LA County confirms TV & film production return from 12 June

LA-based film and TV production has been given the greenlight to recommence from 12 June, after local health officials in the Hollywood state approved a return to work.

Guidelines applicable across California were published earlier this week, but it was down to local county authorities to grant permission.

LA County’s public health director Barbara Ferrer gave that permission yesterday, with further guidelines applicable to the TV and film production business set to be published later today.

Proposals were first mooted in late May by the state’s governor Gavin Newsom, taking much of the TV and film industry by surprise. The guidance was then delayed until earlier this week.

The permission remains subject to review by county public health officials, who will continue to look at the spread of Covid-19 across local communities and their ability to deal with a potential surge in cases. Cases of coronavirus have been reportedly accelerating in LA County recently and officials have said that reopened sectors – including TV production – could be closed down again if transmission rates continue to rise.

Few shows are expected to return to production in the short-term, as unions continue to discuss how filming can resume safely. Costs are expected to rise by around 20% as work-arounds are implemented.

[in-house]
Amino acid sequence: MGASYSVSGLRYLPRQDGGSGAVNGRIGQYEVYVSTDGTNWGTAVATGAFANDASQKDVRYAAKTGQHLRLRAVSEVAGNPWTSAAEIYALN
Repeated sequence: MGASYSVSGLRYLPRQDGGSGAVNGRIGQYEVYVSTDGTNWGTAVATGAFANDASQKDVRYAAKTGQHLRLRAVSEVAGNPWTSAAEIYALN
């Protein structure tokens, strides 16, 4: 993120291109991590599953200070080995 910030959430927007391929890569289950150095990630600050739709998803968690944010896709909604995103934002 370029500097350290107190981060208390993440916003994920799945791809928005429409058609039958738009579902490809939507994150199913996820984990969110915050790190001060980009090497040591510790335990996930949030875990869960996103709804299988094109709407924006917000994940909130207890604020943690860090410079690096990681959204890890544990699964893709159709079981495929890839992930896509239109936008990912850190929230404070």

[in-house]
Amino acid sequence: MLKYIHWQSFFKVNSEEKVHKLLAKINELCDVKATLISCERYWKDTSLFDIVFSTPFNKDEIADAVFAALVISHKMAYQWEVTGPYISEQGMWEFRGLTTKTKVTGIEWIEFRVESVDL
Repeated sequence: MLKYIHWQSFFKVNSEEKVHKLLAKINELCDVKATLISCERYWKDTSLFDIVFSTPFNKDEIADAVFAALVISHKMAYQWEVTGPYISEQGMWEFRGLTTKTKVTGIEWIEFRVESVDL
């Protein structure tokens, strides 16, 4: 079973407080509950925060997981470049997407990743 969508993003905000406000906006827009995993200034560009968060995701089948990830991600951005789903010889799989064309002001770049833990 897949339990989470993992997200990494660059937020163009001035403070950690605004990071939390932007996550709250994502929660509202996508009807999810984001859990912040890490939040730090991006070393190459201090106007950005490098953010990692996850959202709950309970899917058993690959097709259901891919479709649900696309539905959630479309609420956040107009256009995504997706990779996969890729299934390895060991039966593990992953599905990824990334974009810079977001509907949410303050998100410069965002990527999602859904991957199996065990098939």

An industry-backed white paper from the Alliance of Motion Picture & Television Producers has already been sent to governors in California and New York detailing how production might be re-started, including testing procedures and the use of face masks. US production unions have remained cautious, however, suggesting that the procedures still require more detail.

Plans to return California to production were first discussed in May by Newsom, but while guidelines allowed limited numbers of people to return to places of worship and some shops across the Hollywood state, there had been no guidelines for TV or film sectors until last Friday’s announcement.

Newsom’s comments during the original roundtable, at which he was joined by Netflix chief content officer Ted Sarandos and showrunner Ava DuVernay, caused consternation among some Hollywood execs who suggested work-arounds to protect the safety of cast and crews remained unclear.

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